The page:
Man pulled from frigid Waukesha County pond tells of experience
HARTLAND - He was pulled from a frigid Waukesha County pond after falling through the ice.
But, as the man now describes his harrowing ordeal - there are concerns about that rescue.
"Just hold onto him. All we need is someone to hold on to him."
They were words captured on camera during the dramatic rescue.
One David Holtz admits, he could have avoided.
"It was a big mistake on my part."
Dive crews pulled Holtz from chilly water after he fell through the ice on a pond outside his apartment complex in Hartland.
He had been fishing that, despite his better judgment.
"It was like walking on oatmeal."
But, because he drilled through about six inches of the mushy ice himself, Holtz thought he was fine.
He fishes on the pond every day.
"I was already out there walking back and forth and I followed the same footsteps that I made when I went out there."
Holtz said there wasn't time to think, no advance warning he was about to take a plunge.
"I looked up and I seen blue sky and bubbles."
He knew he was in trouble. He doesn't know how to swim.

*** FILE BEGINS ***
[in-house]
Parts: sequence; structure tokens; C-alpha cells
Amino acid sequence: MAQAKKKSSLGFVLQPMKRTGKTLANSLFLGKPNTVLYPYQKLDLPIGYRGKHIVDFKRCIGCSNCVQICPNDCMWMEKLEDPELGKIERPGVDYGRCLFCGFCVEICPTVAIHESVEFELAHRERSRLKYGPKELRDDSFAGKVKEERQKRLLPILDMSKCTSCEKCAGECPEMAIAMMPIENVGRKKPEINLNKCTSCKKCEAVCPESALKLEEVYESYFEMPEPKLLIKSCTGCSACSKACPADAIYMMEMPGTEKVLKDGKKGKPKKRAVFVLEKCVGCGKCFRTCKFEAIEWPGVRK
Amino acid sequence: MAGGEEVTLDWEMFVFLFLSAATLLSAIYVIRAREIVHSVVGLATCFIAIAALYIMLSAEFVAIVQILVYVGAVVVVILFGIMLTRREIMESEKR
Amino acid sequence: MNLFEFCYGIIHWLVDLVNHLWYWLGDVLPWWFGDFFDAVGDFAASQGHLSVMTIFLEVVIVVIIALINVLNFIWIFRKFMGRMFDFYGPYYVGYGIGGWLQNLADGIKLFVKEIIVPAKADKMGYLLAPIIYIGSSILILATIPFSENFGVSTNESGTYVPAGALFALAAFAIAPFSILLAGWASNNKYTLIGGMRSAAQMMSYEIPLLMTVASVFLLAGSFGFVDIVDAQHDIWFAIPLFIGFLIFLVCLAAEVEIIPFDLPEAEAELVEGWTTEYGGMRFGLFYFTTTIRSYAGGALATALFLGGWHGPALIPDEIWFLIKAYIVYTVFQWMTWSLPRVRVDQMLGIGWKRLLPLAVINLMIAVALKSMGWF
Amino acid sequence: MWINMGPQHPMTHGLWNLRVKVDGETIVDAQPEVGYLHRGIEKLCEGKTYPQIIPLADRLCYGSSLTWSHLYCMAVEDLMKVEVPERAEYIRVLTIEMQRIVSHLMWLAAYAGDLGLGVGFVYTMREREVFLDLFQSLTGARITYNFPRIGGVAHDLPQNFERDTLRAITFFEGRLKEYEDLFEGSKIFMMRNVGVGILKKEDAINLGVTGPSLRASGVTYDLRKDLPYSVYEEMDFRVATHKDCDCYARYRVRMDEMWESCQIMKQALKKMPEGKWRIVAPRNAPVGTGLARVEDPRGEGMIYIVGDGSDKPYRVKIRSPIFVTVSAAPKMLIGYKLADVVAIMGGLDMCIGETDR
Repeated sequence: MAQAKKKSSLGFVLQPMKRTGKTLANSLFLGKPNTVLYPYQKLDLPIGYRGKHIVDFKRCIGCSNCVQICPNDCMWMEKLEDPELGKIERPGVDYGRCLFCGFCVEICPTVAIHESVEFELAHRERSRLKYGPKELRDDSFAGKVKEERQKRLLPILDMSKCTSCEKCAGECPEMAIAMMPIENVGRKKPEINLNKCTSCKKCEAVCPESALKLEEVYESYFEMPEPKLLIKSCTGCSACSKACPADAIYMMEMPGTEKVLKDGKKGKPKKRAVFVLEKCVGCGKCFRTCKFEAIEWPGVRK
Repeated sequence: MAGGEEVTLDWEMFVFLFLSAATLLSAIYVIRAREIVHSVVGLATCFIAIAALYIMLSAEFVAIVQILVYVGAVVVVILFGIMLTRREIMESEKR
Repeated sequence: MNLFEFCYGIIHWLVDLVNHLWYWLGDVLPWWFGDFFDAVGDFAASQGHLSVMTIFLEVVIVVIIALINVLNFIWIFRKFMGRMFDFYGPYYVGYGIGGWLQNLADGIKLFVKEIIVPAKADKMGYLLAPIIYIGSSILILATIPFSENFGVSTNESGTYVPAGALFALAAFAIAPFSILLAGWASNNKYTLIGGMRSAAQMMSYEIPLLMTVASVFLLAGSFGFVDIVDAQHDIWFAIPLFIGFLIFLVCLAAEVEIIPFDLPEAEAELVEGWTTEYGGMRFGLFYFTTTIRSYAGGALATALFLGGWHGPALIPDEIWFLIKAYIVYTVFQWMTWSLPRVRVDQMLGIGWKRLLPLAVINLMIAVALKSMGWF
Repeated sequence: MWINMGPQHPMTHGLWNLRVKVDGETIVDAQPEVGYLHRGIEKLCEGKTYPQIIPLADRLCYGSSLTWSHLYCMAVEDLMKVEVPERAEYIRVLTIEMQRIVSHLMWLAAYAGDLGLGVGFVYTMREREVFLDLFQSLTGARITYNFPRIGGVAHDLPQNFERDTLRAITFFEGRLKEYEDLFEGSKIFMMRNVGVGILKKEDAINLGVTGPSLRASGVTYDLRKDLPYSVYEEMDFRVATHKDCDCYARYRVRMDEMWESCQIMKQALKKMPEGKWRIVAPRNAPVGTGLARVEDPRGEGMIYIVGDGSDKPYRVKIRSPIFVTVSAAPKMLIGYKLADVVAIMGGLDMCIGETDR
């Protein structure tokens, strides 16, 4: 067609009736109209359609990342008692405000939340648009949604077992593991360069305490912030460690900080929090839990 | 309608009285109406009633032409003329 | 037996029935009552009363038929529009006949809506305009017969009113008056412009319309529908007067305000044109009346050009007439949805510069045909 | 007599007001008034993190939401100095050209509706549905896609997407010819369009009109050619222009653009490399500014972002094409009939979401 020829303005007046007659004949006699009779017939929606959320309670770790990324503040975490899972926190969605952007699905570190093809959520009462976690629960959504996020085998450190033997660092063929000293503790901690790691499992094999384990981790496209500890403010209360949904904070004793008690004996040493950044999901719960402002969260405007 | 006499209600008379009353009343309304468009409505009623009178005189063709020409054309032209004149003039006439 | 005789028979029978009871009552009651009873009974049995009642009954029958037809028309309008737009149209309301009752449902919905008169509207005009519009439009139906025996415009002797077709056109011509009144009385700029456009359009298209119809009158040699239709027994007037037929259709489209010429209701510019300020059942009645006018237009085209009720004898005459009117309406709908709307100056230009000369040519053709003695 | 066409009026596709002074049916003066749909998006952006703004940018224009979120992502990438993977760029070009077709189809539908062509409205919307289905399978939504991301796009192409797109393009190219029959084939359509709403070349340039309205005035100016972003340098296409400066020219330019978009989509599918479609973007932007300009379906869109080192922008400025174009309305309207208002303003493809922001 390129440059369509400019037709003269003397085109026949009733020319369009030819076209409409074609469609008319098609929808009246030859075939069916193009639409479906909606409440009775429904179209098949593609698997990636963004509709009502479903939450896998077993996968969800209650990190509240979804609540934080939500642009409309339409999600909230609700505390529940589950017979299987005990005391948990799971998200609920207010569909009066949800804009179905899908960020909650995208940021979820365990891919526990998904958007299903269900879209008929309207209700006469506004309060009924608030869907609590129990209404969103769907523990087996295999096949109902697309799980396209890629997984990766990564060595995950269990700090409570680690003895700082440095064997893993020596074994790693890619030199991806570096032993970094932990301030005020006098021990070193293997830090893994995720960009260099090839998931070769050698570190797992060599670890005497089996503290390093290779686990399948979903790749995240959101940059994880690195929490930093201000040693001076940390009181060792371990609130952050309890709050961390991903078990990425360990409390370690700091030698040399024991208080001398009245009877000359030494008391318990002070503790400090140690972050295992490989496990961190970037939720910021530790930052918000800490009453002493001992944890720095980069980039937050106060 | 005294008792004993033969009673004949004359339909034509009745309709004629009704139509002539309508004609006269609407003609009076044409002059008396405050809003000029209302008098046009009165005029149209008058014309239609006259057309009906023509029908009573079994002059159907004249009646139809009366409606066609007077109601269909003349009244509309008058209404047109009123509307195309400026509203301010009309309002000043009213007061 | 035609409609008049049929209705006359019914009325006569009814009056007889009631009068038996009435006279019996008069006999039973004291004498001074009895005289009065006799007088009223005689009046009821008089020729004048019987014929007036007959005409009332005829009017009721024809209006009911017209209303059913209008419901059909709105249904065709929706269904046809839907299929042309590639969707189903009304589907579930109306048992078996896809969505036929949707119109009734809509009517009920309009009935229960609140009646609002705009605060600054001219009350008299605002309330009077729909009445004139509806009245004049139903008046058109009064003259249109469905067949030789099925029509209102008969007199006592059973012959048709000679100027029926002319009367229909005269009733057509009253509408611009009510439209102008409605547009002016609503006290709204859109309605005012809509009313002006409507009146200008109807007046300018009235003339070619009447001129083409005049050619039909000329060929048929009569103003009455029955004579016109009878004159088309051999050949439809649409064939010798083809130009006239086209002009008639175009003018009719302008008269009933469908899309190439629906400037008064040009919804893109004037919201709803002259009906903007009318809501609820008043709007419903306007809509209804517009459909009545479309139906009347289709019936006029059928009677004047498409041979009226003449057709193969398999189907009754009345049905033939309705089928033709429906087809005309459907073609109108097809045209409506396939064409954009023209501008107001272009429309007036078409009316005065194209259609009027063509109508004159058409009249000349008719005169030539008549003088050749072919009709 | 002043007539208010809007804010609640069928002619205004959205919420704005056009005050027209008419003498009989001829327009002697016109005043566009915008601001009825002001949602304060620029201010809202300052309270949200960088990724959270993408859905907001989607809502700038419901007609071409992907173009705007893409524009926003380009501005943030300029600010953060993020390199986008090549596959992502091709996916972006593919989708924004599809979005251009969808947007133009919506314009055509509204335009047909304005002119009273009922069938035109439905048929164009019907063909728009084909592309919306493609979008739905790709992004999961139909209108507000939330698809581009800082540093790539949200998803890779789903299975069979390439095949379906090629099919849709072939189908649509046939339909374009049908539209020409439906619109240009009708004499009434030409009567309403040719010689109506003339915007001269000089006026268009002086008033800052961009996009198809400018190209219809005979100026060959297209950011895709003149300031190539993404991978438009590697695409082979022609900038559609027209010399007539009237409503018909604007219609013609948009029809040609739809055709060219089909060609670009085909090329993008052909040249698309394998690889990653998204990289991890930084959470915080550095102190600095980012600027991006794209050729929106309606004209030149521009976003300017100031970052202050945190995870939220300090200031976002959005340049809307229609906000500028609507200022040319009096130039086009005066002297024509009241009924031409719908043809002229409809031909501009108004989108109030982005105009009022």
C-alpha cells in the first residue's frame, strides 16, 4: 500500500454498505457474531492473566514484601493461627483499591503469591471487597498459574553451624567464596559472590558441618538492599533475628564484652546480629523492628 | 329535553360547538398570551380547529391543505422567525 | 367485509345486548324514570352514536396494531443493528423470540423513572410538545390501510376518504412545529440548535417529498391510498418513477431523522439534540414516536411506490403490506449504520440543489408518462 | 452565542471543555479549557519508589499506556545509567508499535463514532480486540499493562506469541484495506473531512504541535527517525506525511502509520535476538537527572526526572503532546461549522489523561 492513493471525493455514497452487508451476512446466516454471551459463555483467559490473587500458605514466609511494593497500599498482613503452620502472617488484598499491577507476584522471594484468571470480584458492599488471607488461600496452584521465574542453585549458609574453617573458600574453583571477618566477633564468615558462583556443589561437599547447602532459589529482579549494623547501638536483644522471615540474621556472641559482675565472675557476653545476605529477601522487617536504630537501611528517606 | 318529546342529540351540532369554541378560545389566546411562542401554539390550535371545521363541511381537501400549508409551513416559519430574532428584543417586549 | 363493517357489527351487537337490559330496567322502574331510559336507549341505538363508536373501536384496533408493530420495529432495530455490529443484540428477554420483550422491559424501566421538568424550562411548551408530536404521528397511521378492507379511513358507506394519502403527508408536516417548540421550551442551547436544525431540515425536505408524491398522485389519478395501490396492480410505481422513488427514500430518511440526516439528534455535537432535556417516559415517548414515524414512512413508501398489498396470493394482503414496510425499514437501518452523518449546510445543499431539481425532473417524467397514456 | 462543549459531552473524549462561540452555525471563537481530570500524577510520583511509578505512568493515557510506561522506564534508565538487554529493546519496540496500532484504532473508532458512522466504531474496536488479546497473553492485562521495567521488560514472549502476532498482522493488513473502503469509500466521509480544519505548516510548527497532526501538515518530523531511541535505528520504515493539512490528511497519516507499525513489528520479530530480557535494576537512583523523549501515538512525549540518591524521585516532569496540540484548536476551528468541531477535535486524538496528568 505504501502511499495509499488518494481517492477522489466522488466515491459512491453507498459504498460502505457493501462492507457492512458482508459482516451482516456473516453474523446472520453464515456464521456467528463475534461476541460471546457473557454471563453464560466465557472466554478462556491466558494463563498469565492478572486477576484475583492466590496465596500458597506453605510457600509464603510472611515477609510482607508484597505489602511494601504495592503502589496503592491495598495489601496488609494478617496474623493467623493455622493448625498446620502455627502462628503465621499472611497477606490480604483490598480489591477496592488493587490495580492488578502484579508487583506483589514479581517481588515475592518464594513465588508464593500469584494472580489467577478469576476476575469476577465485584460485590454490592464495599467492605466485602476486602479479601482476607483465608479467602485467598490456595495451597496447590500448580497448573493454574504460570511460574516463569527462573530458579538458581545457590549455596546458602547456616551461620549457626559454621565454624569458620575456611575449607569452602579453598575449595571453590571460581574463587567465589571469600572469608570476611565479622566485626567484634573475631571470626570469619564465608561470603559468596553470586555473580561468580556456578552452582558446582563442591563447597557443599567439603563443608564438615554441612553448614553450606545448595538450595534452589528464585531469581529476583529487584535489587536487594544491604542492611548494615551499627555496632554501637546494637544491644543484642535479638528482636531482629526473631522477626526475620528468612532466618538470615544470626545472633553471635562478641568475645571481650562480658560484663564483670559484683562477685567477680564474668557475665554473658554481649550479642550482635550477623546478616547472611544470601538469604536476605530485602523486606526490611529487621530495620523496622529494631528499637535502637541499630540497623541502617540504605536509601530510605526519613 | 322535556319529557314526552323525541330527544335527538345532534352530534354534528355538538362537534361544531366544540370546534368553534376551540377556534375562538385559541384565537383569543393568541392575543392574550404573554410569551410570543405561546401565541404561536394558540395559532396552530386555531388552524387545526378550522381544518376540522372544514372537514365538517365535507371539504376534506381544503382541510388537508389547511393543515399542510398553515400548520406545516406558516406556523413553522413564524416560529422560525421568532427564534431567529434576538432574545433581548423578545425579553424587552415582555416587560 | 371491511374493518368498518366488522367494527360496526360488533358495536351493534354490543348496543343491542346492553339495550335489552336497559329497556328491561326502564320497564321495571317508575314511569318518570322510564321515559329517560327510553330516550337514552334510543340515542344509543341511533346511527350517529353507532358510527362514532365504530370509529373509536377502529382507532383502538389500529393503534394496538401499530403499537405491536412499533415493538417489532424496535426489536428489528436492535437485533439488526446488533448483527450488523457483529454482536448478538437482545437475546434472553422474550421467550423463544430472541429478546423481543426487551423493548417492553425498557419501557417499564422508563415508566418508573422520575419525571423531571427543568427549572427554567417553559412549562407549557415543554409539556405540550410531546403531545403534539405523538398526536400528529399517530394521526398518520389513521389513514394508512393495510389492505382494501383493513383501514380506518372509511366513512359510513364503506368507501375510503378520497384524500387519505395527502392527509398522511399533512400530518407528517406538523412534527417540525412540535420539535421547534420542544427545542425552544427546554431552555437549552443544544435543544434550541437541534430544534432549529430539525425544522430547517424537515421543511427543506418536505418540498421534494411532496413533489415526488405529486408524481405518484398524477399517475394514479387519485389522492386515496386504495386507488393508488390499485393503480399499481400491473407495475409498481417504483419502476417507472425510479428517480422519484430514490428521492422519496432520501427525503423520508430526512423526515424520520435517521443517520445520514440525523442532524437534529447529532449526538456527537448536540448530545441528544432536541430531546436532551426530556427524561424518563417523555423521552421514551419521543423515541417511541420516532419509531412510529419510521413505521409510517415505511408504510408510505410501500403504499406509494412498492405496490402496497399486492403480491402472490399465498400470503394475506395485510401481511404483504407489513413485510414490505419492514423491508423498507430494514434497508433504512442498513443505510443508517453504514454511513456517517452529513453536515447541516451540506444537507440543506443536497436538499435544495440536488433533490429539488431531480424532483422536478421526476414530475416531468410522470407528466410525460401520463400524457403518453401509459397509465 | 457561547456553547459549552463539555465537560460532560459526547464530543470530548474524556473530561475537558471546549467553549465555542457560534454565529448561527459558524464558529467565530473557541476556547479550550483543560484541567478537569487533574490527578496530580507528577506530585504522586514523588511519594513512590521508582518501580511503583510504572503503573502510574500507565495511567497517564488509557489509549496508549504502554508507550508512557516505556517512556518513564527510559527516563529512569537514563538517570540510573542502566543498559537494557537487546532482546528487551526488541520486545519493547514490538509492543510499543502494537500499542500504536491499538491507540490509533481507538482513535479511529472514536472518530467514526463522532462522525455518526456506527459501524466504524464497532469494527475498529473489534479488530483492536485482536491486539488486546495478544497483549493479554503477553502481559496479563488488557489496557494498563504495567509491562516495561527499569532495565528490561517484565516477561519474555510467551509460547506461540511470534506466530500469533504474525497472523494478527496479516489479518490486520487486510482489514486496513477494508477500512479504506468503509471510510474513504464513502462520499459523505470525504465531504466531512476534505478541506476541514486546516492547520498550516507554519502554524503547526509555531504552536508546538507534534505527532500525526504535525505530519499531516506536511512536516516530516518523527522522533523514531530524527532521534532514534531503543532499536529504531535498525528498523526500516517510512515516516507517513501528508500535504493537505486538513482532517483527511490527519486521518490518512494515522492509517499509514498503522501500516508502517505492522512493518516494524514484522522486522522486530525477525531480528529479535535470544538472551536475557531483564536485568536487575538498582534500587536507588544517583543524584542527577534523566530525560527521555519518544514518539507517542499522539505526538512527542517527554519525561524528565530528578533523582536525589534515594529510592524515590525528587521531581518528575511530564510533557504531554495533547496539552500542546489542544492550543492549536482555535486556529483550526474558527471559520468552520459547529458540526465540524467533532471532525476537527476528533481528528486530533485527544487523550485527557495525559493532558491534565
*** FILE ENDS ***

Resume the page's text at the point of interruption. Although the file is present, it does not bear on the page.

"I had a heavy jacket on, long pants and heavy boots."
His wife, Stephanie, is glad he's alive. But, she insists the Hartland Fire Department wasn't prepared for such a rescue.
"It's like they couldn't get 70 feet out and figure out what to do. They were just like confused and I'd never seen that in a rescue crew," said Stephanie.
Lt. Peter Walker with the Hartland Fire Department says that's simply not true.
"Our initial arriving units carried disks and throw ropes to try and get out to the patient," said Walker.
But at 75 feet from shore, Walker said David was too far for the weighted ropes to make it. And, even if they could get him a rope, they wouldn't have been able to get him out without the dive team.
"We couldn't just pull him in because he was just getting pulled against the ice shelf that was in front of him."
Stephanie also thinks it took way to long to get her husband to safety. Her neighbors agreed.
"A regular crew that is equipped should have had him out of there within 15 minutes of arrival."
Stephanie claims her husband tread water for 45 minutes but the Hartland Fire Department says that's not true.
Despite the fact the department doesn't have its own dive team, and called Delafield for help, they say David was out of the water fairly quickly.
The first crews arrived about four minutes after they were paged. And, from there, they had David out of the water within 20 minutes, according to call logs.
"I know it seems like a long time when you have someone out there and it seems like a long time for us too. But it was only 20 minutes," said Walker.
Stephanie hopes this all leads the Village of Hartland to fund more training and special equipment for the fire department for future rescues.
Meanwhile, David hopes his story is a lesson for others.
"It's not worth it. Any price ain't worth risking your life like that."